A regular monthly feature by Elaine Henderson featuring noteworthy authors born in this month.
Who? (Helen) Beatrix Potter, English writer, illustrator and conservationist
When? 28 July 1866
Where? Kensington, London
Why should I read her work? Her exquisitely illustrated little books fuse her love for animals and the English countryside with a sharp, observant imagination and appeal to adults as well as children.
Try: The Tale of Peter Rabbit (1902), The Tale of Benjamin Bunny (1904), The Tale of Two Bad Mice (1904), The Tale of Mrs Tiggy-winkle (1905)
Interesting fact: Potter bought a substantial amount of land in the Lake District and left it all to the National Trust in her will, thereby helping to form the Lake District National Park.
Who? Emily Brontë, English poet and novelist
When? 30 July 1818
Where? Thornton, near Bradford, Yorkshire
Why should I read her work? Her powerful exploration of the human psyche draws in elements of passion, mystery, spirituality, sorrow and revenge as well as class prejudice and social commentary.
Try: Wuthering Heights (1847)
Interesting fact: Reclusive, intensely private, free spirited and deeply spiritual, Emily Brontë has become ‘an icon to tortured geniuses’ everywhere.
Who? J K Rowling (Joanne Rowling), English novelist
When? 31 July 1965
Where? Yate, Gloucestershire
Why should I read her work? Rowling’s work is immensely popular with both adults and children worldwide; her Harry Potter series creates an intricate, magical world with a traditional and satisfying ‘good versus evil’ plotline.
Try: Harry Potter series: from Harry Potter and the Philosopher’s Stone (1997) to Harry Potter and the Deathly Hallows (2007)
Interesting fact: Rowling was working as a bi-lingual secretary and researcher for Amnesty International when she conceived the idea for the Harry Potter series while on a delayed train in 1990. She is now a global brand with over 450 million copies of her books sold.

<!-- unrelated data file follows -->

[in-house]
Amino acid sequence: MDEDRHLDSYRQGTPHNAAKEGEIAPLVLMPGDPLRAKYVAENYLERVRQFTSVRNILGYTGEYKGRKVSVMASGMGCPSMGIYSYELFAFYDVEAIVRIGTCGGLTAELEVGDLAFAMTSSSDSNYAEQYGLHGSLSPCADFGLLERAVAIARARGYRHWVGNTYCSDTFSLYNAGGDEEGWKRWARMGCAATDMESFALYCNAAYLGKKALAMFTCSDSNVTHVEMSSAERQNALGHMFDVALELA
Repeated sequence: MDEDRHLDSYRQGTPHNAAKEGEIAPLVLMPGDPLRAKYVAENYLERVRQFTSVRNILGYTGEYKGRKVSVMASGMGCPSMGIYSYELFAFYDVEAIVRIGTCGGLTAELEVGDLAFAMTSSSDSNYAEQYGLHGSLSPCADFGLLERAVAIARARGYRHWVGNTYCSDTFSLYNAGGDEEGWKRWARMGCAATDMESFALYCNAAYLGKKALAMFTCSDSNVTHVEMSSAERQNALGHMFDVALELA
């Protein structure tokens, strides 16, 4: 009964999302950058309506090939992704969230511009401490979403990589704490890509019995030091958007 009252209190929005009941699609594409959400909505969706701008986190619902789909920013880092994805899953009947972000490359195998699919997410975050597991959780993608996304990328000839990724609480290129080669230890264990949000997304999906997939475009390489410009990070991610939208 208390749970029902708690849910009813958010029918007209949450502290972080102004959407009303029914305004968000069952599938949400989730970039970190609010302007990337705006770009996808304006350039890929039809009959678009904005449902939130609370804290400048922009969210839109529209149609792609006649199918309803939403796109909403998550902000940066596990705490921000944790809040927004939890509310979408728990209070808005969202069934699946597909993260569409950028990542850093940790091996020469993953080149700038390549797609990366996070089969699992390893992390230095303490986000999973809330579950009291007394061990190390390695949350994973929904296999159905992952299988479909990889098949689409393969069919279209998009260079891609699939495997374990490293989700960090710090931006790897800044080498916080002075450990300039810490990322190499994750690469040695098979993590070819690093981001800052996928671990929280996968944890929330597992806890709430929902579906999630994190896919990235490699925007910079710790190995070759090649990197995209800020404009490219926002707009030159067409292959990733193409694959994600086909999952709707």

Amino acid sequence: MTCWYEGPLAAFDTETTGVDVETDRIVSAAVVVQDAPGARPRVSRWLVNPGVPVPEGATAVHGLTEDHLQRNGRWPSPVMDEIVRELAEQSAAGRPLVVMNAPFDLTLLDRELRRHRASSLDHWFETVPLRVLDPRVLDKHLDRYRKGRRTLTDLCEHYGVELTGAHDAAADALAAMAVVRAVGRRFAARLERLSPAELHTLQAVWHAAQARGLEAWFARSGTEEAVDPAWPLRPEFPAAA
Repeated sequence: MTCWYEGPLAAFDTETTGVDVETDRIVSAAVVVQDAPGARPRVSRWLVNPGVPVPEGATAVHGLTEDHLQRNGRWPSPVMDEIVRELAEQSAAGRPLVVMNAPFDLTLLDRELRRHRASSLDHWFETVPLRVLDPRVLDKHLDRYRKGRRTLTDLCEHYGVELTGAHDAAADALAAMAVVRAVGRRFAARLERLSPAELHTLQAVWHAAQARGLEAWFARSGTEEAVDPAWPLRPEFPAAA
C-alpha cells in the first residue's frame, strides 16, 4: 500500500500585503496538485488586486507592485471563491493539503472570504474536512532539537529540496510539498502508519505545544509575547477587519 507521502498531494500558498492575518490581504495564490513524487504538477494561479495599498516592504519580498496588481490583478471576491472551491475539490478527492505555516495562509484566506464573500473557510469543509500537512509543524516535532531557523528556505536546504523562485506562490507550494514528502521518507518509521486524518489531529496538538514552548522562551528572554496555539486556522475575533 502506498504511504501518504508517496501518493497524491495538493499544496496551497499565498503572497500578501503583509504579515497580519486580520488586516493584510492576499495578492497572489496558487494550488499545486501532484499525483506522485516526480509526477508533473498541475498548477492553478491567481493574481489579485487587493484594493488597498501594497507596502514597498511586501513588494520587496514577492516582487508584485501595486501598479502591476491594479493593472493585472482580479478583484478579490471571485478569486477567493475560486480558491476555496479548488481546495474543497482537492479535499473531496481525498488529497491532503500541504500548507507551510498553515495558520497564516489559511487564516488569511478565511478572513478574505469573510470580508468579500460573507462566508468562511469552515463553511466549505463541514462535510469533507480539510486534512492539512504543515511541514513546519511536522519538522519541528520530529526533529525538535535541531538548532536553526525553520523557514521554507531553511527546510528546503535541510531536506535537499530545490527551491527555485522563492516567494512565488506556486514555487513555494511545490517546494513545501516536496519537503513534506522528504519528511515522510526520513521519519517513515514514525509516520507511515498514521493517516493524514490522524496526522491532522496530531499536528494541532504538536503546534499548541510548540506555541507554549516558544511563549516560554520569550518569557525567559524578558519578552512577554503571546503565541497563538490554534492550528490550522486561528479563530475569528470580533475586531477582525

Who? Franz Kafka, German-language short story writer
When? 3 July 1883
Where? Prague, Bohemia, Austria-Hungary (now Czech Republic)
Why should I read his work? Kafka fuses fantasy and realism in his intense portrayals of the alienated, powerless individual grappling with unresponsive bureaucracy and arbitrary governing systems.
Try: The Metamorphosis (1915), The Trial (1925), The Castle (1926)
Interesting fact: Kafka died at the age of 40 and left only a small body of work, but his fantastic vision has influenced a wide range of writers, critics, artists and philosophers.
Who? Aldous Huxley, English writer, novelist, screenwriter and philosopher
When? 26 July 1894
Where? Godalming, Surrey
Why should I read his work? Huxley is regarded as one of the pre-eminent intellectuals of his time and his witty and malicious satires of twenties society and its morals are as entertaining today as when they were written; Brave New World is an astonishingly prescient account of the future.
Try: Crome Yellow (1921), Antic Hay (1923), Point Counter Point (1928), Brave New World (1932)
Interesting fact: Huxley intended to study science but an illness when young rendered him partially sighted; he abandoned science and studied literature at Balliol, Oxford, using a magnifying glass and eye drops to help him read.
Who? William Makepeace Thackeray, Indian-born English writer and journalist
When? 18 July 1811
Where? Calcutta, India
Why should I read his work? Thackeray’s epic novels draw in a huge crowd of characters from all walks of life and his themes concentrate on satirising the mores of upper middle class Victorian society, the military, marriage and hypocrisy.
Try: Barry Lyndon (1844), Vanity Fairy (1848), The History of Henry Esmond (1852), The Newcomes (1855)
Interesting fact: Thackeray only turned to serious writing when the bank in which he had invested his inheritance suddenly collapsed. At the height of his career he was as popular as Charles Dickens.